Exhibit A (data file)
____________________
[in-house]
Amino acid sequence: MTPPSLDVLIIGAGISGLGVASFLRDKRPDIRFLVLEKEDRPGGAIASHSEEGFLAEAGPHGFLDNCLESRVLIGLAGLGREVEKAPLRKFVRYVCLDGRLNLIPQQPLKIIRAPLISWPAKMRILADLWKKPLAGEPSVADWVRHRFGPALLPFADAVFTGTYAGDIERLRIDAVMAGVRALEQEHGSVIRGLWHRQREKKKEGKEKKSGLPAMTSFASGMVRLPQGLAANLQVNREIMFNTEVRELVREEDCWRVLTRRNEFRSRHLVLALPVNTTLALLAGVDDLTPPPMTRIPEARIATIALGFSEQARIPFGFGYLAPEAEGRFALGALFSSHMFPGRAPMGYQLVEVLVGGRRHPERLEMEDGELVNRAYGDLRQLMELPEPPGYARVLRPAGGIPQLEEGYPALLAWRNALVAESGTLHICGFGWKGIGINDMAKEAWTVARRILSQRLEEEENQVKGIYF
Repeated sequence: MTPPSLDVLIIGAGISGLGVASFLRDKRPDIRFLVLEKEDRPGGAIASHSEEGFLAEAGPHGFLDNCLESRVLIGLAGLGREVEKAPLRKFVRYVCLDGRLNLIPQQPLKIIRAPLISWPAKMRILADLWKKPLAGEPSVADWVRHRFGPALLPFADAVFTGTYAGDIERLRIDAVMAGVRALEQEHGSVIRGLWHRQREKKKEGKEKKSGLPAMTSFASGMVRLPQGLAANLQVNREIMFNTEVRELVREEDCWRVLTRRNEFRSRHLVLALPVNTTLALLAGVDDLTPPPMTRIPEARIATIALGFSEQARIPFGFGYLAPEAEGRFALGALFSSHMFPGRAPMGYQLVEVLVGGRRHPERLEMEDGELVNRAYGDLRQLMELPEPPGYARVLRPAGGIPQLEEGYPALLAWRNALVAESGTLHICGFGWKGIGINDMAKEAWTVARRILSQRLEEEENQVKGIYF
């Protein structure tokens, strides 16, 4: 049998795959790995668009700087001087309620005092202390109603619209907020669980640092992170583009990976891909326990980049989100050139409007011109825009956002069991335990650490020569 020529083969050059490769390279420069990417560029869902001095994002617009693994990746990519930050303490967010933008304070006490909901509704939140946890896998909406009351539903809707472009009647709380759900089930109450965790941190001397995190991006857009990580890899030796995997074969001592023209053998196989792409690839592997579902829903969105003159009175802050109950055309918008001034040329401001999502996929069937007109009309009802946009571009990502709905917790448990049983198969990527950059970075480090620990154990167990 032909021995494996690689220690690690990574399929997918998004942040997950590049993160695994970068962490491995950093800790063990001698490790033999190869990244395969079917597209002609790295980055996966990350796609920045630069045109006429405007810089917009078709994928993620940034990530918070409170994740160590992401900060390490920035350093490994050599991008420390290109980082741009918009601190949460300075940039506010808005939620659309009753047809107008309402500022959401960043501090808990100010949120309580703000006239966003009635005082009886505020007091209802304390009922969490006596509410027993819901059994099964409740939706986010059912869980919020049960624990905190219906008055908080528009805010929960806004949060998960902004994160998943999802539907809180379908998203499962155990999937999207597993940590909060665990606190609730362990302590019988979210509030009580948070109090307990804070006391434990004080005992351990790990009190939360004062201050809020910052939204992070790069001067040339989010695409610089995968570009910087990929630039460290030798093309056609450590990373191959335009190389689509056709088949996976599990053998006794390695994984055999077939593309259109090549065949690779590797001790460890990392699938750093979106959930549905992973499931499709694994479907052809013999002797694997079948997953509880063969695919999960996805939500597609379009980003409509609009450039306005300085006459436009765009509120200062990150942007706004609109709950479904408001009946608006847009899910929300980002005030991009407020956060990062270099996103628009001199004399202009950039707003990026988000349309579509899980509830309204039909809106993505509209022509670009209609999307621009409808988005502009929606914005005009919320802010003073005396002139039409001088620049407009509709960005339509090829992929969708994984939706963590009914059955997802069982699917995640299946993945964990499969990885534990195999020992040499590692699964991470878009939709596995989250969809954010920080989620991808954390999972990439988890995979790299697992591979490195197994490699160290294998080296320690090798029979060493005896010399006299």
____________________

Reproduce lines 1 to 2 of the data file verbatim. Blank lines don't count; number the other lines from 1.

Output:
[in-house]
Amino acid sequence: MTPPSLDVLIIGAGISGLGVASFLRDKRPDIRFLVLEKEDRPGGAIASHSEEGFLAEAGPHGFLDNCLESRVLIGLAGLGREVEKAPLRKFVRYVCLDGRLNLIPQQPLKIIRAPLISWPAKMRILADLWKKPLAGEPSVADWVRHRFGPALLPFADAVFTGTYAGDIERLRIDAVMAGVRALEQEHGSVIRGLWHRQREKKKEGKEKKSGLPAMTSFASGMVRLPQGLAANLQVNREIMFNTEVRELVREEDCWRVLTRRNEFRSRHLVLALPVNTTLALLAGVDDLTPPPMTRIPEARIATIALGFSEQARIPFGFGYLAPEAEGRFALGALFSSHMFPGRAPMGYQLVEVLVGGRRHPERLEMEDGELVNRAYGDLRQLMELPEPPGYARVLRPAGGIPQLEEGYPALLAWRNALVAESGTLHICGFGWKGIGINDMAKEAWTVARRILSQRLEEEENQVKGIYF